A record by W. T. Stunt, A. Pulleng, A. Pickering, G. P. Simmons, D. K. Boak, and S. F. Warren. Upperton Press in conjunction with Echoes of Service. Illus. 663pp. £3.00 plus 25P postage from 1 Widcombe Crescent, Bath.
To present an exhaustive account of an entire century of missionary work is a mammoth task. The introduction to this book indicates in the following words the spirit in which this task is entered upon; “The story of the present as well as the past, is of a God who is faithful and in whom his people can unreservedly trust”. Overshadowing this record is the character of a mighty God. Not surprisingly, this is a vast factual record covering geographical, historical, spiritual and personal details of missionary labours in each land. They are integrated into the narrative, and very usefully cumulated in the appendices and index at the end of the book.
Essentially, however, the book is concerned with people, mainly those whose names have appeared in Echoes of Service. This creates an atmosphere of warmth, making for a constant appeal to interest. The book is dedicated to martyrs and those who suffered in pioneering the way of missions. Of particular interest in this respect are the chapters on “Early Years” and “Men of Bath”. The tragedies and joys, sacrifices, labours and prayers of devoted Christians, led by the Spirit of God and burning with unquenchable zeal, cannot fail to inspire.
Conspicuous in this volume are missionary methods. These methods embrace a wide range of activities. It is good to study their adaptation to the various customs, traditions and religions of each particular country, and heartening too to observe the constant application of New Testament church preaching, practice and principles throughout the years of missionary toil. Such methods are seen to produce, under the guidance of the Holy Spirit, living and strong indigenous assemblies which survive and develop even when no missionaries remain. Failures are faithfully recorded, but are shown to result in sound achievement.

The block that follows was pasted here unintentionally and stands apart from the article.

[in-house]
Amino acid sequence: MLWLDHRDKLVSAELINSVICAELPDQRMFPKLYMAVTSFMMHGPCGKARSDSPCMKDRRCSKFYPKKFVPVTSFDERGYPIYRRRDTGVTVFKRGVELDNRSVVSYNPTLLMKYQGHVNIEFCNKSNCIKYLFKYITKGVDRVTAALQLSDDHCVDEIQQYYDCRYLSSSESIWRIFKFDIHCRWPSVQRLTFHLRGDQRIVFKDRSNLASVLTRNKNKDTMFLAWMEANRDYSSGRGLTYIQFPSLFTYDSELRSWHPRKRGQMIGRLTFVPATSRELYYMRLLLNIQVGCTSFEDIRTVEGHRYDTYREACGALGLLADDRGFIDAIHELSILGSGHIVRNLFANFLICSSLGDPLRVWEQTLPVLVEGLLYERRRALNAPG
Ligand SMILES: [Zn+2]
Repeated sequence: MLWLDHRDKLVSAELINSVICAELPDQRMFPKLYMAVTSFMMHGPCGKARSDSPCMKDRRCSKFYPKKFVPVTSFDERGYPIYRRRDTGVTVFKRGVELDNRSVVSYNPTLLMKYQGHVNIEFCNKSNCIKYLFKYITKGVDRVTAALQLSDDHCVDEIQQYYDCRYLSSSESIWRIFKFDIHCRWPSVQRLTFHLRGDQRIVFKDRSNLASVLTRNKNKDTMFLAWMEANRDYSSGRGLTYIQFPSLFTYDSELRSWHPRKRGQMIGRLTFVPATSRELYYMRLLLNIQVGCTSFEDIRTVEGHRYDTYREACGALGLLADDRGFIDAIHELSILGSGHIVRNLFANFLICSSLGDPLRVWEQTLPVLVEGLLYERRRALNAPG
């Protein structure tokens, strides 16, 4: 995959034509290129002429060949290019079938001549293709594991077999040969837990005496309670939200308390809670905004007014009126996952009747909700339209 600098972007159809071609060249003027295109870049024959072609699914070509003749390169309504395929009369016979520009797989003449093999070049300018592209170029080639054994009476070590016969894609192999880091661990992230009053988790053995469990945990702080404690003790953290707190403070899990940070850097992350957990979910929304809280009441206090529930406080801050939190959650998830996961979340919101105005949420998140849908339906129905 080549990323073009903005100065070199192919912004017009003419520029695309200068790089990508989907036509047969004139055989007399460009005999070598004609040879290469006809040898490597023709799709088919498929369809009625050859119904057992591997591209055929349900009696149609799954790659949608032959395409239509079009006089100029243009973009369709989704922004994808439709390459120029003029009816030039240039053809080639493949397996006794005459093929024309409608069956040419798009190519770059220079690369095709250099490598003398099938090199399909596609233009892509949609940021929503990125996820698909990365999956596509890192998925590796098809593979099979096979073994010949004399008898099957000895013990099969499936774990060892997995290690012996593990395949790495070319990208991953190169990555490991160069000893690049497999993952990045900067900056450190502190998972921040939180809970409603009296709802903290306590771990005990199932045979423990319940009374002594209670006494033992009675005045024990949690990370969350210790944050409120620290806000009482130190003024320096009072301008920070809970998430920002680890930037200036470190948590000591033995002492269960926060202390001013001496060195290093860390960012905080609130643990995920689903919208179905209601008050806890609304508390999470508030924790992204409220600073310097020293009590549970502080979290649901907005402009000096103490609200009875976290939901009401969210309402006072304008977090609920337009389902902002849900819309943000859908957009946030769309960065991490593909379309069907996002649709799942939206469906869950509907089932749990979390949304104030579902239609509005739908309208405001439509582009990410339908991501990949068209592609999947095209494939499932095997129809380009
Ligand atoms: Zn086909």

Many problems are described. A proportion of these have been and still are linked with the nature of the countries in which the work is carried on. One wonders at times however the work has survived in some lands. This book is a witness to the power of God who is greater than all problems and will be able to deal with Satan’s power.
“It is good to sit back sometimes and watch the Lord at work”. This book certainly encourages such an exercise, for as we watch, the prospect of missionary work brightens. Perhaps the day of the missionary is changing or passing. Many native Christians are now engaged in the work, which missionaries began. “Turning the world upside down” - the title describes what Spirit-filled saints have done, and will continue to do, until the Lord returns. The layout is excellent, the text being interspersed with numerous half-tone illustrations of both personalities and missionary activities. Perhaps if this volume has to be reprinted, it may be worthwhile to produce a certain number of copies with higher quality paper and binding.